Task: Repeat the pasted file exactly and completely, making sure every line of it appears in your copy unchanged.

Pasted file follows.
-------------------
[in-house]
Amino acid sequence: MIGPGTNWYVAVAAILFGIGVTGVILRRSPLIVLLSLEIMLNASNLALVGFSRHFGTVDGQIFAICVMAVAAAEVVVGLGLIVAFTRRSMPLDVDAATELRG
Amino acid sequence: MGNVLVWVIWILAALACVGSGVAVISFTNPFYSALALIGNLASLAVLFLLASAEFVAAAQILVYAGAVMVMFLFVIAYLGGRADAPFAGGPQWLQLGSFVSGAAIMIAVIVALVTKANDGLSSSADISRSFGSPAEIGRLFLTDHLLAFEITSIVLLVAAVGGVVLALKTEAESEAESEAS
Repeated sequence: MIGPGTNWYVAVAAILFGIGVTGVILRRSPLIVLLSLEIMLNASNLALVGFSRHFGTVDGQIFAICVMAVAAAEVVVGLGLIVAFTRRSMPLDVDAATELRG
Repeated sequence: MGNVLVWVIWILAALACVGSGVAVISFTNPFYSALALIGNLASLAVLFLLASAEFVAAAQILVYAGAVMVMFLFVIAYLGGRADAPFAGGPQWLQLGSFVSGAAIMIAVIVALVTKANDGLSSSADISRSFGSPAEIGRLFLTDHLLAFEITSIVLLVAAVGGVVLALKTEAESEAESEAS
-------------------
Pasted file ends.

[in-house]
Amino acid sequence: MIGPGTNWYVAVAAILFGIGVTGVILRRSPLIVLLSLEIMLNASNLALVGFSRHFGTVDGQIFAICVMAVAAAEVVVGLGLIVAFTRRSMPLDVDAATELRG
Amino acid sequence: MGNVLVWVIWILAALACVGSGVAVISFTNPFYSALALIGNLASLAVLFLLASAEFVAAAQILVYAGAVMVMFLFVIAYLGGRADAPFAGGPQWLQLGSFVSGAAIMIAVIVALVTKANDGLSSSADISRSFGSPAEIGRLFLTDHLLAFEITSIVLLVAAVGGVVLALKTEAESEAESEAS
Repeated sequence: MIGPGTNWYVAVAAILFGIGVTGVILRRSPLIVLLSLEIMLNASNLALVGFSRHFGTVDGQIFAICVMAVAAAEVVVGLGLIVAFTRRSMPLDVDAATELRG
Repeated sequence: MGNVLVWVIWILAALACVGSGVAVISFTNPFYSALALIGNLASLAVLFLLASAEFVAAAQILVYAGAVMVMFLFVIAYLGGRADAPFAGGPQWLQLGSFVSGAAIMIAVIVALVTKANDGLSSSADISRSFGSPAEIGRLFLTDHLLAFEITSIVLLVAAVGGVVLALKTEAESEAESEAS